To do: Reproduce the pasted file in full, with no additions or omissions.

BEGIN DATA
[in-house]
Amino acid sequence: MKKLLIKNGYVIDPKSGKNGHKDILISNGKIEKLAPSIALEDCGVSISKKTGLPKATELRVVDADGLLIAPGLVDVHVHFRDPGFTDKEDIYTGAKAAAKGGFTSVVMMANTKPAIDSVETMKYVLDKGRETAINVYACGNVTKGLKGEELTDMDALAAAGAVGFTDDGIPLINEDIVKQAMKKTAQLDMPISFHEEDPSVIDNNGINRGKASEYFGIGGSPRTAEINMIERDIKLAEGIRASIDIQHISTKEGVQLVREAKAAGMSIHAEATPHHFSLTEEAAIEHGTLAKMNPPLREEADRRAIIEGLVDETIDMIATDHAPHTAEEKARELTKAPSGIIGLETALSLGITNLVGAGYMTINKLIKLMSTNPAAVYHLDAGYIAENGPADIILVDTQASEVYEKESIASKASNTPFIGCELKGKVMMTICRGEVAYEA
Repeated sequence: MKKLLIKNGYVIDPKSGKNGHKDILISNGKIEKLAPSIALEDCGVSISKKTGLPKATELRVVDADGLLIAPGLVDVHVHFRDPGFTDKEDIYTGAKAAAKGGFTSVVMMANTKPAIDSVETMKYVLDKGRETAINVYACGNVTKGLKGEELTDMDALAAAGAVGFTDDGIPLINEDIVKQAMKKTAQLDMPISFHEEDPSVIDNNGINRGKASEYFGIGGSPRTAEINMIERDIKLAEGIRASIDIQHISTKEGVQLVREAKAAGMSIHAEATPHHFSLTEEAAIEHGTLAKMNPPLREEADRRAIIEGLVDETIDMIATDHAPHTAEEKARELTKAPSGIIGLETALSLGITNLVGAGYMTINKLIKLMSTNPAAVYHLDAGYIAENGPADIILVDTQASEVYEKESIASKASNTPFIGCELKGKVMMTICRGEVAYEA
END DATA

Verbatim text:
[in-house]
Amino acid sequence: MKKLLIKNGYVIDPKSGKNGHKDILISNGKIEKLAPSIALEDCGVSISKKTGLPKATELRVVDADGLLIAPGLVDVHVHFRDPGFTDKEDIYTGAKAAAKGGFTSVVMMANTKPAIDSVETMKYVLDKGRETAINVYACGNVTKGLKGEELTDMDALAAAGAVGFTDDGIPLINEDIVKQAMKKTAQLDMPISFHEEDPSVIDNNGINRGKASEYFGIGGSPRTAEINMIERDIKLAEGIRASIDIQHISTKEGVQLVREAKAAGMSIHAEATPHHFSLTEEAAIEHGTLAKMNPPLREEADRRAIIEGLVDETIDMIATDHAPHTAEEKARELTKAPSGIIGLETALSLGITNLVGAGYMTINKLIKLMSTNPAAVYHLDAGYIAENGPADIILVDTQASEVYEKESIASKASNTPFIGCELKGKVMMTICRGEVAYEA
Repeated sequence: MKKLLIKNGYVIDPKSGKNGHKDILISNGKIEKLAPSIALEDCGVSISKKTGLPKATELRVVDADGLLIAPGLVDVHVHFRDPGFTDKEDIYTGAKAAAKGGFTSVVMMANTKPAIDSVETMKYVLDKGRETAINVYACGNVTKGLKGEELTDMDALAAAGAVGFTDDGIPLINEDIVKQAMKKTAQLDMPISFHEEDPSVIDNNGINRGKASEYFGIGGSPRTAEINMIERDIKLAEGIRASIDIQHISTKEGVQLVREAKAAGMSIHAEATPHHFSLTEEAAIEHGTLAKMNPPLREEADRRAIIEGLVDETIDMIATDHAPHTAEEKARELTKAPSGIIGLETALSLGITNLVGAGYMTINKLIKLMSTNPAAVYHLDAGYIAENGPADIILVDTQASEVYEKESIASKASNTPFIGCELKGKVMMTICRGEVAYEA